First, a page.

Pro Tools
•Register a festival or a film
Submit film to festivals Promote for free or with Promo Packages

FILMFESTIVALS | 24/7 world wide coverage

Welcome !

Enjoy the best of both worlds: Portal for Film & Festival News, exploring the best of the festivals community.  

An adventure exploring, from dreams to reality, the emerging talents in our community.

Launched in 1995, relentlessly connecting films to festivals, reporting and promoting festivals worldwide.

A brand new website will soon be available. Covid-19 is not helping, stay safe meanwhile.

For collaboration, editorial contributions, or publicity, please send us an email here

User login


RSS Feeds 

Martin Scorsese Masterclass in Cannes

Best Trailers for November 2020


Laura Blum

Laura is a festival correspondent covering films and the festival circuit for She also publishes on Thalo



"The Girls in the Band" Honors Music's Unsung Heroines

How many female jazz musicians can you name? Judy Chaikin's documentary The Girls in the Band can help. By the time the credits roll, you will have met three generations of distaff players, composers, arrangers and conductors reaching back to the 1920s. Names like saxophonists Roz Cron and Peggy Gilbert, trumpeters Clora Bryant and Billie Rogers and drummer Viola Smith will roll off the tongue as readily as those of Thelonious Monk and Dizzy Gillespie.

To underscore just how unsung female artists were, the film opens with Art Kane's historic 1958 group shot “A Great Day in Harlem.” Among the assembled jazz greats are but two women, pianists Mary Lou Williams and Marian McPartland. The Girls in the Band closes with a recent variation on the photo, this time with two token men amidst a sea of female musicians -- all of whom have impressed us with their talent in the film’s previous frames.

For some of these musicians, the answer to the era’s men-only ensembles was birthing their own bands, such as Peggy Gilbert and her All-Girl Band, the International Sweethearts of Rhythm and Ina Ray Hutton and Her Melodears. Beyond sexism, racism was an occupational hazard, especially when traveling in the South. Bryant remembers the tribulations facing integrated bands as they crossed Jim Crow. Entertaining the troops in Europe and the States – including the Tuskegee Airmen -- during World War II proved less of a conflict zone, though returning veterans would soon push many of the women musicians back to the domestic life after the war.

Thanks to some snappy editing by Edward Osei-Gyimah, the film gives a good feel for what it was like to bear both musical ambitions and two X chromosones in the opening decades of big-band jazz and swing. Women were gussied up with silly costumes and, sillier still, they often had to smile while performing, even the horn blowers among them. Arranged into a rousing counterpoint of commentary and archival footage, such lookbacks bring the history to life while providing plenty of laughs along the way. 

On a more sobering note, there are stories such as trombonist/composer Melba Liston’s, who exiled herself to Jamaica to escape the routine obstacles she faced stateside. Liston was a regular on Manhattan’s famed 52nd Street and one of Gillespie's favorite arrangers. 

Chaiken isn’t content to trace the history and leave it at that. Performing a current sound check, she brings in contemporary artists such as Anat Cohen, Terri Lyne Carrington, Esperanza Spalding and Maria Schneider.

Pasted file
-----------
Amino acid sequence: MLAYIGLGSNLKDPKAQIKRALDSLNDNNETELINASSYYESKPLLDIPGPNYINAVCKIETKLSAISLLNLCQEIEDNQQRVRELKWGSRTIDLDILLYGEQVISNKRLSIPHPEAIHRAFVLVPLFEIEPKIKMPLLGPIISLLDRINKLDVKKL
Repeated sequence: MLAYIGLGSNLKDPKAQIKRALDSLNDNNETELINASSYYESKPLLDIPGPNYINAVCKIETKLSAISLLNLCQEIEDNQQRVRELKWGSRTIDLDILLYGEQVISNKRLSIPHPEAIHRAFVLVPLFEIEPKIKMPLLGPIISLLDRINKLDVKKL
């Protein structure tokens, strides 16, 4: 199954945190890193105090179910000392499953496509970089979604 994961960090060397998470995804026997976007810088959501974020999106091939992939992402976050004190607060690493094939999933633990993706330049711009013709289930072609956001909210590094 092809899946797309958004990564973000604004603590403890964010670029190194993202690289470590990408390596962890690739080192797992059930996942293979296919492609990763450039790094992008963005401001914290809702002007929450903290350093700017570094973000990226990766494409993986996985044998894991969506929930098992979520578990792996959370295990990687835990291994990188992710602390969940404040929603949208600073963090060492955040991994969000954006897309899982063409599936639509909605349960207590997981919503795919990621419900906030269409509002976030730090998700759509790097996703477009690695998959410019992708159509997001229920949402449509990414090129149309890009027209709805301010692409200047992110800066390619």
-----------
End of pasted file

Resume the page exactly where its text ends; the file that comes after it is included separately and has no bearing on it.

The exercise was meant as much for music’s newer faces as for film audiences, Chaiken explained at a post-screening Q&A at Lincoln Center’s Elinor Bunin Film Center. Asked about her own story of making the documentary, she recalled the shabby treatment she had experienced from the boys in her school band, where she played the trumpet. So when she heard about a 90-something woman who was supposedly a drummer in a big band during the 1940s, this sparked her curiosity and, ultimately, the production that won warm kudos at Lincoln Center and the documentary audience award at the 2013 Palm Springs International Film Festival.


The Bulletin Board

> The Bulletin Board Blog
> Partner festivals calling now
> Call for Entry Channel
> Film Showcase
 The Best for Fests

Meet our Fest Partners 

Following News

Interview with AFM Director


Interview with Cannes Marche du Film Director 


Interview with the Parasite director

Brad Pitt and Leonard Maltin Interviewed dailies live coverage from

> Live from India
> Live from LA
> IFFI Goa
> Lost World Film Festival
> Locarno
> Toronto
> Venice
> San Sebastian
> BFI London

> Film Festival Days
> Tallinn Black Nights

> Palm Springs Film Festival
> Kustendorf
> Rotterdam
> Sundance
Santa Barbara Film Festival SBIFF
> Berlin 
> Fantasporto
Houston WorldFest
Cannes / Marche du film online

Useful links for the indies:

Big files transfer
> Celebrities / Headlines / News / Gossip
> Clients References
> Crowd Funding
> Deals

> Festivals Trailers Park
> Film Commissions 
> Film Schools
> Financing
> Independent Filmmaking
> Motion Picture Companies and Studios
> Movie Sites
> Movie Theatre Programs
> Music/Soundtracks 
> Posters and Collectibles
> Professional Resources
> Screenwriting
> Search Engines
> Self Distribution
> Search sites – Entertainment
> Short film
> Streaming Solutions
> Submit to festivals
> Videos, DVDs
> Web Magazines and TV

A question for Jennifer Aniston from Richard Hobert winner at SBIFF 2020 :

Top 3 Tech Innovations in Film History

> Other resources
+ SUBSCRIBE to the weekly Newsletter
+ Connecting film to fest: Marketing & Promotion
Special offers and discounts
Festival Waiver service

User images